expressed his disappointment at the proposal of the Chancellor of the Exchequer. In his opinion, a more unwise proposition, or one more injurious to his fame, had never been made by a great statesman. The Budget of the right hon. Gentleman was a popular Budget, but it was a pity that the Chancellor of the Exchequer should spoil it by small and niggard attacks on the charities of the country. He would give two instances of the effect of the measure on charities in the city he represented. One was for the support of aged women who once were in a respectable class of life. If this charity were taxed, two of those aged females must be sent from the doors of the institution. The other was a more important endowment still. It was for the purpose of education, founded by a benevolent physician, who thought he was seeking to add to the glory of God and the benefit of God's creatures. Dying, he left all his wealth to a religious community, who were to devote themselves to education. They accordingly established several free schools, in which they now educated 2,300 boys. Tax that establishment, and it would he deprived of the means of supporting two of the body of teachers, and the result would he that a school now educating 200 boys must be shut up. He deprecated the attack on charities of the right hon. Gentleman, and he did so on the ground of the charities themselves, but also of the right hon. Gentleman's own fame and reputation. He could conceive nothing more absurd than the Chancellor of the Exchequer saying that the State was giving those charities a boon. The Chancellor of the Exchequer was doing nothing more than taxing poverty, taxing the poor, taxing the wretched, taxing the miserable, depriving children of education, orphans of bread, the sick of hospital relief. He did not think that any amount of ingenuity on the part of the right hon. Gentleman could explain away these facts. He had listened to the Chancellor of the Exchequer with a hope that he would be able to support his scheme; but the more the right hon. Gentleman spoke the more apparent was his fallacy. As the last speaker had said, if the minor charities were bad—if they were rotten to the core, had Parliament no power to apply a remedy? Why not tax those who had the pickings, those who were the parents of the abuses, not those who were the re-recipients of the bounty that flowed from the original endowments.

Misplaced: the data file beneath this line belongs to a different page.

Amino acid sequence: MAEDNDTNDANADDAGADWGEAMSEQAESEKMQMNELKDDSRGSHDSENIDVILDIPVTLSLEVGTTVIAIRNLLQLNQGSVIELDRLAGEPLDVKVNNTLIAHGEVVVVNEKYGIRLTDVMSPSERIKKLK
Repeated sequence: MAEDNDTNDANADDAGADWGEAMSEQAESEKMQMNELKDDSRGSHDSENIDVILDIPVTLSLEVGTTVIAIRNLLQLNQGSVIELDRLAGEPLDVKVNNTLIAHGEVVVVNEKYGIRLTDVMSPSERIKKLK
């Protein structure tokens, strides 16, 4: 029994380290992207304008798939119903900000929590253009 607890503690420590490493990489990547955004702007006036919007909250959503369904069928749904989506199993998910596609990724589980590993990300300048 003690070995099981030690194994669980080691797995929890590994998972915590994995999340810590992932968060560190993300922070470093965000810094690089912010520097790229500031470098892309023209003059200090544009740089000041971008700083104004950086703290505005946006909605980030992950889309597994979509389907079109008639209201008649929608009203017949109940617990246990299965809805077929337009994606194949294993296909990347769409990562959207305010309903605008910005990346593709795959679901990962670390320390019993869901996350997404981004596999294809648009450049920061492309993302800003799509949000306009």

said, he was also sorry to say he had not been convinced by the very able speech of the Chancellor of the Exchequer. The right hon. Gentleman had touched upon many topics which were far from relevant to the immediate subject before the Committee. He had made a vehement attack upon the minor charities. Now, he (Lord H. Vane) was not prepared to say that the minor charities were of the best possible description, but many of them were still charitable and still beneficial, though perhaps only slightly so, compared with what they might be if their constitution was different. But was it an argument, that because charities were founded a long time ago, and under a very different state of things from the present, that the recipients of these charities should be taxed, though benefited individually to an extent far below that which Parliament had fixed as the limit of taxation? He would say nothing about the middle charities, because with them he was less acquainted; but every one had some knowledge of this description of endowment from his own locality, and there seemed no reason why the efficiency of these charities should be diminished, when it was admitted that they possessed some efficiency. No doubt they were sometimes due to the vanity of their founders, and their advantages were not commensurate with their endowments; but because tin's was the case, was it desirable that they should, for the first time, be submitted to taxation? The hospitals, though their foundations were very large, had not increased in proportion to the population, and therefore to the demands made upon them. In Paris there were very large foundations, and he felt quite sure that on the opposite side of the Channel a proposition for taxing the hospitals would not be entertained for a single moment. In a capital, then, like London, teeming with wealth of every kind, was it wise, contrary to all precedent, all authority, and the practice of every other country, to submit charity to taxation? He could not believe that the right hon. Gentleman would persevere in such a plan. He (Lord H. Vane) knew that in every part of the country there existed a very vehement feeling of opposition to the measure. In many places, indeed, the greatest feeling of astonishment was expressed that such a proposition should be entertained. He hoped the Go- vernment would not put the Committee to the pain of voting on this question. He could not doubt but that the sense of the House was strongly against the proposition.